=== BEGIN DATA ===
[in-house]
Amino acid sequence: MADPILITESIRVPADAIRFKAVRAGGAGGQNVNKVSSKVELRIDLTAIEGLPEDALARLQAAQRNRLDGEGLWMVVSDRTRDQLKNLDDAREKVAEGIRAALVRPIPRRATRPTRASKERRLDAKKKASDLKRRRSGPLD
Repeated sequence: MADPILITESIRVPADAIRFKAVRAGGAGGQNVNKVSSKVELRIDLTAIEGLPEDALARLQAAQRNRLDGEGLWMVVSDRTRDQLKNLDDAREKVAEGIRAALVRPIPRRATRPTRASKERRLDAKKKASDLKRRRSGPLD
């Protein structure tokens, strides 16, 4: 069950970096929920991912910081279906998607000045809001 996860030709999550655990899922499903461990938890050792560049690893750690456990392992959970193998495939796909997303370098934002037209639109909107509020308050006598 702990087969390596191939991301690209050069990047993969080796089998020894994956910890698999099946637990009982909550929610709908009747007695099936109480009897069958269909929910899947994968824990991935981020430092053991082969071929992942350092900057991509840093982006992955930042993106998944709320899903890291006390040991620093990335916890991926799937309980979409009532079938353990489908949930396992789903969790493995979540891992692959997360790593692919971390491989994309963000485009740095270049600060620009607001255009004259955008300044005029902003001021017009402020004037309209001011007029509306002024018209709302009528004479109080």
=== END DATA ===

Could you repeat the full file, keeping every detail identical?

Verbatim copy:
[in-house]
Amino acid sequence: MADPILITESIRVPADAIRFKAVRAGGAGGQNVNKVSSKVELRIDLTAIEGLPEDALARLQAAQRNRLDGEGLWMVVSDRTRDQLKNLDDAREKVAEGIRAALVRPIPRRATRPTRASKERRLDAKKKASDLKRRRSGPLD
Repeated sequence: MADPILITESIRVPADAIRFKAVRAGGAGGQNVNKVSSKVELRIDLTAIEGLPEDALARLQAAQRNRLDGEGLWMVVSDRTRDQLKNLDDAREKVAEGIRAALVRPIPRRATRPTRASKERRLDAKKKASDLKRRRSGPLD
């Protein structure tokens, strides 16, 4: 069950970096929920991912910081279906998607000045809001 996860030709999550655990899922499903461990938890050792560049690893750690456990392992959970193998495939796909997303370098934002037209639109909107509020308050006598 702990087969390596191939991301690209050069990047993969080796089998020894994956910890698999099946637990009982909550929610709908009747007695099936109480009897069958269909929910899947994968824990991935981020430092053991082969071929992942350092900057991509840093982006992955930042993106998944709320899903890291006390040991620093990335916890991926799937309980979409009532079938353990489908949930396992789903969790493995979540891992692959997360790593692919971390491989994309963000485009740095270049600060620009607001255009004259955008300044005029902003001021017009402020004037309209001011007029509306002024018209709302009528004479109080």